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NCLB Outrages

Changes at School


This very short excerpt in no way does justice to the book. After seven years of research, Sax, a family physician and research psychologist, identifies "five factors that disable the motivational engine for a growing number of American boys." The book is specific in its indictment, and although heavily footnoted, very light reading. We can hope it will provoke a revolution among parents of boys.

Here's how Sax explains that fourth-grade boys are doing slightly better in reading [as measured by NAEP] than they were twenty years ago while twelfth-grade boys are doing worse.


In order for high school kids to understand many of the topics we expect them to grasp, they have to be reading a wide range of material. Kids need to be reading in their spare time. Kids need to read for fun. . . .

The gender gap did not widen because girls are reading more in 2004 than in 1980; they're not. In fact, girls are slightly less likely to read in their spare time today than they were in 1980. But roughly nine out of ten boys have stopped reading altogether. Why?

Sax sets out to answer that question in the book. . . and the answer is not video games.

Boys Adrift: The Five Factors Driving the Growing Epidemic of Unmotivated Boys and Underachieving Young Men, Basic Books 2007

Leonard Sax, M. D., Ph.D.

Your son is five years old. Heâs smart. Heâs friendly. But at your first conference with his kindergarten teacher, the teacher tells you that your son is fidgety and has trouble sitting still. âHeâs not doing as well as he could be. And itâs very distracting to the other children,â she says. She suggests that you may want to have him tested for ADHD. âThere was a boy in my class just like your son last year,â she says reassuringly. âHe was bright, just like your son, but he had trouble doing what was expected of him. We all knew he could do better. He was such a smart boy. Just like your son. The pediatrician suggested Adderall. Iâll tell you something, doing on Adderall made a world of difference for that boy. It was like night and day. He became a really excellent student.â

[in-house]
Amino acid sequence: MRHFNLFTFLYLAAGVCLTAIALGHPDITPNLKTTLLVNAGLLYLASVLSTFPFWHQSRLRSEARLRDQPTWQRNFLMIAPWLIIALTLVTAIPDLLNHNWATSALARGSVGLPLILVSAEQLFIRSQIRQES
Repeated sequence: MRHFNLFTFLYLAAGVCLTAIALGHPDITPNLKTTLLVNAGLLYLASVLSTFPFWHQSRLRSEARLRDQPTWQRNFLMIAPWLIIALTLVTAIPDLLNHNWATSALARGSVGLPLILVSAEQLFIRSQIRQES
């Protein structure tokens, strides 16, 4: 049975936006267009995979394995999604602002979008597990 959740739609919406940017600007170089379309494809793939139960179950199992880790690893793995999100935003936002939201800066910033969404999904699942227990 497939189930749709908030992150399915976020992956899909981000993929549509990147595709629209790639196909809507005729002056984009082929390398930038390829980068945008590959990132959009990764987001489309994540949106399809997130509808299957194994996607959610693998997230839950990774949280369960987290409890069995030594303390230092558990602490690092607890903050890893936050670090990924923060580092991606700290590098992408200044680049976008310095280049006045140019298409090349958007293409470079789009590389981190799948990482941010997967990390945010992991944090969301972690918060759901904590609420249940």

"But I don't really think my son needs to be on medication," you say. "And--he's only five years old."

"Well, we could just put him in the play group," the teacher says. "Those are the kids who aren't really ready to learn to read and write. Every child is different, we understand that. In the play group, he could run around, jump up and down, play with blocks, without distracting the othre children."

"The play group?" you say. "But I thought the play group was for slow learners. My son is not a slow learner."

"I agree," the teacher says. "That's why I think you should have him tested." . . . .

It now appears that the language areas of the brain in man five-year-old boys look like the language areas of the brain of the average three-and-a-half-year-old girl. Have you ever tried to teach a three-and-a-half-year-old girl to read? It's frustrating, both for the teacher and for the girl. It's simply not develpmentally appropriate, to use the jargon of early childhood educators. You're asking her to do something that her brain is just not yet ready to do.

Trying to teach five-year-old boys to read and write may be just as inappropriate as it would be to try to teach three-and-a-half-year-old girls to read and write. Timing is everything, in education as in many other fields. It's not enough to teach well. You have to teach well to kids who are ready to learn, kids who are developmentally "ripe" for learning. asking five-year-old boys to learn to read--when they'd rather be running around or playing games--may be the worst possible introduction to school, at least for some boys.

— Leonard Sax
Boys Adrift
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